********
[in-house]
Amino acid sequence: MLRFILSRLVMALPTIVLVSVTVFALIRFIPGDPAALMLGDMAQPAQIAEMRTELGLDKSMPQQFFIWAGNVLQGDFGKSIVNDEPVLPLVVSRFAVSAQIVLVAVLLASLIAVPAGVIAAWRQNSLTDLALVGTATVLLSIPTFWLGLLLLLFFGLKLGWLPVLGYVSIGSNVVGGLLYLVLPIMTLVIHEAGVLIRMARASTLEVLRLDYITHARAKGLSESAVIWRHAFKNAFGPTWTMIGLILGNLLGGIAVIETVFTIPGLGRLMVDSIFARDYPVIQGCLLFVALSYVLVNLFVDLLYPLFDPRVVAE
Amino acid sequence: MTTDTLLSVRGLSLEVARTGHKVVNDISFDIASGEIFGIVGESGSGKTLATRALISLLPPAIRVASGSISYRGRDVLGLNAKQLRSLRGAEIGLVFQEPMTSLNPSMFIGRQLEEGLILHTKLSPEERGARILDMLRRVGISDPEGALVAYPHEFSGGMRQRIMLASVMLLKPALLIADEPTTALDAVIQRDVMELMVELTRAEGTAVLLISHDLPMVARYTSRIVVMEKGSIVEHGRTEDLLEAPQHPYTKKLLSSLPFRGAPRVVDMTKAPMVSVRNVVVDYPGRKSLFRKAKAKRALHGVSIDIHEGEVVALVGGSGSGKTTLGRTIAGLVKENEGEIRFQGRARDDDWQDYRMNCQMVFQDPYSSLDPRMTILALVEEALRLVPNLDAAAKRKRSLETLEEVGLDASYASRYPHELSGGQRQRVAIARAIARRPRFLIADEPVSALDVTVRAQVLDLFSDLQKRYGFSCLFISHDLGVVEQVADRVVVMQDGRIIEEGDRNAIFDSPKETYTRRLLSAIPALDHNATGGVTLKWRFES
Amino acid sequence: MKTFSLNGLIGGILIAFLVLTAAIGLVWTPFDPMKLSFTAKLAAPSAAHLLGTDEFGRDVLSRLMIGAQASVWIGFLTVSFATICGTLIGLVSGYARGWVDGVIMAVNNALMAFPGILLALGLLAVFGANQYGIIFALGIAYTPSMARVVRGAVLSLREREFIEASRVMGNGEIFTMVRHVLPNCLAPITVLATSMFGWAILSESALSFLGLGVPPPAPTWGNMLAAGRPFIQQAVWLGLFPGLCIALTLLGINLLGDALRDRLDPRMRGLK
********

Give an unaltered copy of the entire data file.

[in-house]
Amino acid sequence: MLRFILSRLVMALPTIVLVSVTVFALIRFIPGDPAALMLGDMAQPAQIAEMRTELGLDKSMPQQFFIWAGNVLQGDFGKSIVNDEPVLPLVVSRFAVSAQIVLVAVLLASLIAVPAGVIAAWRQNSLTDLALVGTATVLLSIPTFWLGLLLLLFFGLKLGWLPVLGYVSIGSNVVGGLLYLVLPIMTLVIHEAGVLIRMARASTLEVLRLDYITHARAKGLSESAVIWRHAFKNAFGPTWTMIGLILGNLLGGIAVIETVFTIPGLGRLMVDSIFARDYPVIQGCLLFVALSYVLVNLFVDLLYPLFDPRVVAE
Amino acid sequence: MTTDTLLSVRGLSLEVARTGHKVVNDISFDIASGEIFGIVGESGSGKTLATRALISLLPPAIRVASGSISYRGRDVLGLNAKQLRSLRGAEIGLVFQEPMTSLNPSMFIGRQLEEGLILHTKLSPEERGARILDMLRRVGISDPEGALVAYPHEFSGGMRQRIMLASVMLLKPALLIADEPTTALDAVIQRDVMELMVELTRAEGTAVLLISHDLPMVARYTSRIVVMEKGSIVEHGRTEDLLEAPQHPYTKKLLSSLPFRGAPRVVDMTKAPMVSVRNVVVDYPGRKSLFRKAKAKRALHGVSIDIHEGEVVALVGGSGSGKTTLGRTIAGLVKENEGEIRFQGRARDDDWQDYRMNCQMVFQDPYSSLDPRMTILALVEEALRLVPNLDAAAKRKRSLETLEEVGLDASYASRYPHELSGGQRQRVAIARAIARRPRFLIADEPVSALDVTVRAQVLDLFSDLQKRYGFSCLFISHDLGVVEQVADRVVVMQDGRIIEEGDRNAIFDSPKETYTRRLLSAIPALDHNATGGVTLKWRFES
Amino acid sequence: MKTFSLNGLIGGILIAFLVLTAAIGLVWTPFDPMKLSFTAKLAAPSAAHLLGTDEFGRDVLSRLMIGAQASVWIGFLTVSFATICGTLIGLVSGYARGWVDGVIMAVNNALMAFPGILLALGLLAVFGANQYGIIFALGIAYTPSMARVVRGAVLSLREREFIEASRVMGNGEIFTMVRHVLPNCLAPITVLATSMFGWAILSESALSFLGLGVPPPAPTWGNMLAAGRPFIQQAVWLGLFPGLCIALTLLGINLLGDALRDRLDPRMRGLK